as before, Ludwig, who in his terror hail closed
his eyes, to avoid the sickening sight of the
sounding void into which he was then, as he
thought, plunging, felt himself flung out of the
car, and had just time, with the instinct of
desperation, to catch hold of the side, to which
he clung with feelings of which it is impossi
ble to give any adequate idea.
The loosening o the cord h lud nga1i per.
mitted the valve to close, but it was too evi
dent that there wa-s some tattl injury done to
the balloon, of which the stranger seemed to
take no heed. Downward it went, till, at last,
the vastexpanse of thesilcufered a resist ance
to the denser air, and, on the principle of a
parachute, in some degree checked its fright
The strugglcs of him wvho hirug without
were tieientous, but unavailing. lis i
for help were piteolns, al wt.re -mwt with a
imocking1 langh. Tue ani te nOy appeared in
sane1C it his remor;eiess impas.iveness.
lie quiet!)' left the place lie had ocenpiedin
the ear, and went to the other .ide, where lie sat
face to face with the deathly-pallid man, whose
b'4. of the ancient Neinl-t, would
thing dretaiiui me tue) i.,..
spruk.' His sluiberia; couscieIce waS aiV
kened, and its pangs were awful.
la a voice sombre and sinister, and full of
inpressive meaning, th stranger addressed
his victim thus
Count Lud wig Paulder," saiHl lh sriitrer,
ben tlvei adt fixini:; opon the awft'l tacet!
of the m,1.1 who k iog supendledlt over the poro
,ound1 1yss below, with n, hope of being
a his col and merciloss ghniee. "I laive
vet a little matter to relate to yu tand1 whilie
~vucani hold on there, you can li.-'n or tot.
:s you choose. I procee.i. rThe hihtory which
[ hrst related tii you was oneC in whlich yeou
phaye~d the principal paIrt. You were the
hater, the gambler, the assassin-'he slatyer iil
the son, an'd the destroyer of the monther'. Look
at mec ! Alh! you knotw me not!-well, kn.,w
ime now, I am th~e brother who wias absent
the son who returned and tounid no imoiher to
emblrace! The villany of your conduct wast
nut yet completed, for there is yet ai st'gnel!I"
The man paused, tin I pressed his httn.l
against his head, as though to still the throb
biing of his brain. By thme ghastly expression of
hi~s coutenanice it was easy' to tell the strength
of his emotion, b~ut it counld not exce'ed the
gastlines of him who still, wirth the tenifty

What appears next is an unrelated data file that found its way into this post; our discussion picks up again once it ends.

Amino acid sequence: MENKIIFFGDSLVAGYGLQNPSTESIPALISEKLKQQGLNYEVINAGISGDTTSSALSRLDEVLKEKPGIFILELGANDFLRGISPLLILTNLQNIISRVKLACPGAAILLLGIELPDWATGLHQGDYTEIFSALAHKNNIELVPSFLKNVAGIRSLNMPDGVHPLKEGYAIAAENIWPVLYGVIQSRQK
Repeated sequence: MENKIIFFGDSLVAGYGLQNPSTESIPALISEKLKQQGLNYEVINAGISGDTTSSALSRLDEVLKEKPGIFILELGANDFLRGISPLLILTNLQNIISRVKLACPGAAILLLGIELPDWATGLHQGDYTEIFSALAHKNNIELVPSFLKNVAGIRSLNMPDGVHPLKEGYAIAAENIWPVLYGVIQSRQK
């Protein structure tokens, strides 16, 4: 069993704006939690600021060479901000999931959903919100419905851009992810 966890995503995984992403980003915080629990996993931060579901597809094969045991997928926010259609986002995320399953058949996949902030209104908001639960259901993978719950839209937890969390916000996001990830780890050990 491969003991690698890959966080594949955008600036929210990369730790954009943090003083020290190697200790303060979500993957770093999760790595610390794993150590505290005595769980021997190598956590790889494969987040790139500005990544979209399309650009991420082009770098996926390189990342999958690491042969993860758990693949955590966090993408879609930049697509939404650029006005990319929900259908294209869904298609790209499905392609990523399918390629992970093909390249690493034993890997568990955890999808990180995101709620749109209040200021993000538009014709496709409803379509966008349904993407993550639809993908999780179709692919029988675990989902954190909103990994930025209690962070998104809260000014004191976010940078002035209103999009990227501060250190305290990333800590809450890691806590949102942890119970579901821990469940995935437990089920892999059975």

ol despair and mortail terror, yet chtung to the
" Mercy !-pity ! For the love (1J the bless
ed God ! tak'e mi in," lie crtie..
lUut the stranger g ive his alppeal ito heed,
and, in measured wochL, went oni
"In the saime town lived a ('air and beatuti
t'ul girl, cousin to himi who wa~s shiin-ege'sin
to mie who have three lives toj ave:e, andi' for
whichi I have gone t rough incredible dhiilienl
ies to obitain. At last thle hour comes ! This
beautifil girl yoni propoised t> live-you se
ducedl hei. deserted her, awil killed he-r ! Youi
had no pity, not remnorsie, no tear. You b.,ast
edi of yo~ur work-you exiilted in the ruinr yo
worked. Be brave, and exult still. Pray to
Goid for pardoti, miiserabtle wretch that you
are. If you can yet cling and save yourscelf,
do so. 1 leave you to whatever fate ia point.
ed out for you I"
So saying, he roso, a grand and mournful
solemnity overshadowing his face, and seated
himsolf' on the other side, totally out of sigh~t
of the man on whom lie Was taktig so terrible
Dona i'o 1k, grey rntto-spher, dihriteniung
and gloomty, the tadloon was atil dlecemhnirg.
Looking over, the stranger f.,tnd h-it he wonidi
probabry descend amrongc the rugged pe:iks ot
probaib~y thme most ba~ld and frightfi mun
t.inousL re~gion,~ Pine foresits wav'el lfa ts'iwa
below., anid iabove them rose the white pe':.kk'
ereste'd with .unow, lookinig like the hcea:ls of'
so mtany grim and gibbering gho~nss
All this waile thaet awfid vciec- fhiit without
the ear rose itn pne and bilasphemties, in
entreaties amid reproaelies, hut all in vaini.
Th'le avenger had for many a year taught his
heart to becone stone-crashed, one by one,
the tender impulses of human naturc-weaned
himself from loves and friedships--dogged,
dy3 by day', and month by month, the steps of.
Coun it Lud wig, himself uniseen, unknown
raede~ hii invetionm to discover one meanis of
death mor'e efuli thani aniother ; le~r, to shoot,
or stab, was to kill hiim at once. Accidlent
liad aidedi hitm, atid lie was now killinig him a
thosandi times over. In is dreadful to een-t
tephte the sutt'erinig the wretched Ludwig
must have undergone.
Gotleeting alt hi-i energies together, it ap
peared thtat the count determined to miake on~e
tremendlous effort to save hims..If. By the
frequenit jerkitng of the ear, the avenger guess.
ed what his victim was about. A sombre and
melacholy smile, but cold as a moon-beam,
crossed his lips, but no word farther dlid he
Ini, ton, sh.ook from head to foot, from a
sense of unicoatrollable horror, when all at
once Luidwig drewv himself up, anid the hoirri
ble face, lined and dug as with a chtisiel, ex
pressedl how the passions hadl been working
within htis breast. Frightful indeed were the
ravages which a few nmomnents of such tretnen
dosdespairashe had experienced had written
deeply on his features.